Unfortunately, given the nature of ethernet, DHCP etc, it is very difficult to secure a network if somebody is able to connect in to it. Wired networks are inherantly more secure than wireless in theory because you need to gain physical access. If you work in the building though, then you already have access. It is possible to restrict a DHCP server to only hand out IP addresses to known hosts, but this is not standard behaviour and it is easy enough to assign a static IP instead.

              If you are going to consider allowing users to connect their own machines onto your network, then I would hope that you have looked into the security risks associated with this - 802.1X is a start, as is creating a separate VLAN. There is also the option of "network protection systems" such as Braadford Campus Manager.

              Originally posted by gepeto View Post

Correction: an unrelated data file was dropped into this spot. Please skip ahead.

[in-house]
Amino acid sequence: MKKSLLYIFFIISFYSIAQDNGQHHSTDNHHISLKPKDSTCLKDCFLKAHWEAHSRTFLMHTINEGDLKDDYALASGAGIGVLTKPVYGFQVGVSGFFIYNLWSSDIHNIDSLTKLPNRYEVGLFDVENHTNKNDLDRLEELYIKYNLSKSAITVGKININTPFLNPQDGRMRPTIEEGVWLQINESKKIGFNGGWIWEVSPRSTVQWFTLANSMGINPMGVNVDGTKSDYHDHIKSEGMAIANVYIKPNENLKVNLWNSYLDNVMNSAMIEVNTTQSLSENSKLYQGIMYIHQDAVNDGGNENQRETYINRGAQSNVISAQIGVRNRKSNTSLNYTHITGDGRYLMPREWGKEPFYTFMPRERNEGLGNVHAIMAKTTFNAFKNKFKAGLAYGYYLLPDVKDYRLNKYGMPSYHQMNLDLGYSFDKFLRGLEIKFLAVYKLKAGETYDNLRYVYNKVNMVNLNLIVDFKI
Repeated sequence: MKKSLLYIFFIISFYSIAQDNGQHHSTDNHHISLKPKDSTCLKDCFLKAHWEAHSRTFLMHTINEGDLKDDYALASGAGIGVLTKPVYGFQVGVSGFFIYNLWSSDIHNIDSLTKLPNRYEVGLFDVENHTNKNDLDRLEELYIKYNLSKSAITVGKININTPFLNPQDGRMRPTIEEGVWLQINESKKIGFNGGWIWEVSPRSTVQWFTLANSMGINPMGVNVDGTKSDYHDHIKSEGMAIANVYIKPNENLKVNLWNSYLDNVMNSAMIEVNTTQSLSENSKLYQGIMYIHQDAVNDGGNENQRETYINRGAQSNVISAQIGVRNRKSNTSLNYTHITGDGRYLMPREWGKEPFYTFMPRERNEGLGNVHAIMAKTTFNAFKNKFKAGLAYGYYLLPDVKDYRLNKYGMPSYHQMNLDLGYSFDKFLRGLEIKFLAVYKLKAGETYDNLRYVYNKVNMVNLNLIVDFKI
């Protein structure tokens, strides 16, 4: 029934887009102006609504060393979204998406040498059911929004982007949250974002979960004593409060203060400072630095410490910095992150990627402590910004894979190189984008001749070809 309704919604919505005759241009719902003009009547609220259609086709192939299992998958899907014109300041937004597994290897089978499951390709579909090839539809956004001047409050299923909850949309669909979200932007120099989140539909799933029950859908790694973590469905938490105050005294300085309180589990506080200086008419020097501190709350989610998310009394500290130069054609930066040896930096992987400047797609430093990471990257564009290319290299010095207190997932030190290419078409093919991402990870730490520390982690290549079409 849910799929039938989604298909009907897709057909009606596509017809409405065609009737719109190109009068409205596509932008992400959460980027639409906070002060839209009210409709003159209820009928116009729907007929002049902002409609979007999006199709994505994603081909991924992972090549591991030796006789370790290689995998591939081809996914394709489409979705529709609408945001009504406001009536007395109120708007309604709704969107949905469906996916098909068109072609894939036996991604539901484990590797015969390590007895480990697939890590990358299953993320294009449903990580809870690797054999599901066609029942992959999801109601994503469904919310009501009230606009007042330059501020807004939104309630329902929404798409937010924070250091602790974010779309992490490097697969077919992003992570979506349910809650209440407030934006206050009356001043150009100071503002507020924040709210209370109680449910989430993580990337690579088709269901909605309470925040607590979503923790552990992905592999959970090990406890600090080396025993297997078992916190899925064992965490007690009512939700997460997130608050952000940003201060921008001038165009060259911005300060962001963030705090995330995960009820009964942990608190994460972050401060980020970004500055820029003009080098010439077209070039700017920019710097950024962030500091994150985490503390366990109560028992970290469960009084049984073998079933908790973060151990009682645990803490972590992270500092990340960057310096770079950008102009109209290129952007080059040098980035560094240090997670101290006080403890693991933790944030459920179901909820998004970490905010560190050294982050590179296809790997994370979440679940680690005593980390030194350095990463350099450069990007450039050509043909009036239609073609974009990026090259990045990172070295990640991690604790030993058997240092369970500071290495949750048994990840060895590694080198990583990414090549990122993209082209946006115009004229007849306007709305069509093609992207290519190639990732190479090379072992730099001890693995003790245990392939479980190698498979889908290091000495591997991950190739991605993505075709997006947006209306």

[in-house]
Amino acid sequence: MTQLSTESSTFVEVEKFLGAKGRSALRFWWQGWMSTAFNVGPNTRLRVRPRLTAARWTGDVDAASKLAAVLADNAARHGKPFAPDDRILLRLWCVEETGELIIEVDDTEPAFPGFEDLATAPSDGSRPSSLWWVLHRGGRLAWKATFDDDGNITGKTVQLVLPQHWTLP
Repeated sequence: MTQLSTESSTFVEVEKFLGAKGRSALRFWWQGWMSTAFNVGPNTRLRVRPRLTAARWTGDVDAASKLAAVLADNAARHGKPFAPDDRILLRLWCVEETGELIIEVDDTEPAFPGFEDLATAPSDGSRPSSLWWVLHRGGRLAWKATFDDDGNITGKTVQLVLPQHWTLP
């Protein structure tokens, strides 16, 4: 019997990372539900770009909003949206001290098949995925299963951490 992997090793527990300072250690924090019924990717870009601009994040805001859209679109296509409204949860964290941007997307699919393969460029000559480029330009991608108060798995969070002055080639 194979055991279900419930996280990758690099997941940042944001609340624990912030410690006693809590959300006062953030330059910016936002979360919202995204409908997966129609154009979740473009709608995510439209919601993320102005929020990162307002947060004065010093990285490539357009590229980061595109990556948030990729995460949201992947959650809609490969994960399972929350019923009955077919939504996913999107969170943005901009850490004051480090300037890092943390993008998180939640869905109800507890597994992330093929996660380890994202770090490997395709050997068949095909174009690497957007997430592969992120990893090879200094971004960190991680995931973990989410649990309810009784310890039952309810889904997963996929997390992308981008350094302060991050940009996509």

The risk for me is not really on the security side but mostly on the organizational side.

              After a while, you will get hundreds of computers with names that do not follow the proper naming conventions, are not in the proper OUs, etc.
              Another valid issue. If I add a machine to the domain but do not move it into an OU, it remains in the Computers container which cannot have any GPOs applied to it other than domain level GPOs. Usually therefore this means that only the default domain policy will apply, when I would want a number of OU-specific policies to apply to that machine. And it's not especially helpful when machines don't follow the naming conventions either.
              Last edited by gforceindustries; 28th October 2008, 13:58.
              Gareth Howells

              BSc (Hons), MBCS, MCP, MCDST, ICCE

              Any advice is given in good faith and without warranty.

              Please give reputation points if somebody has helped you.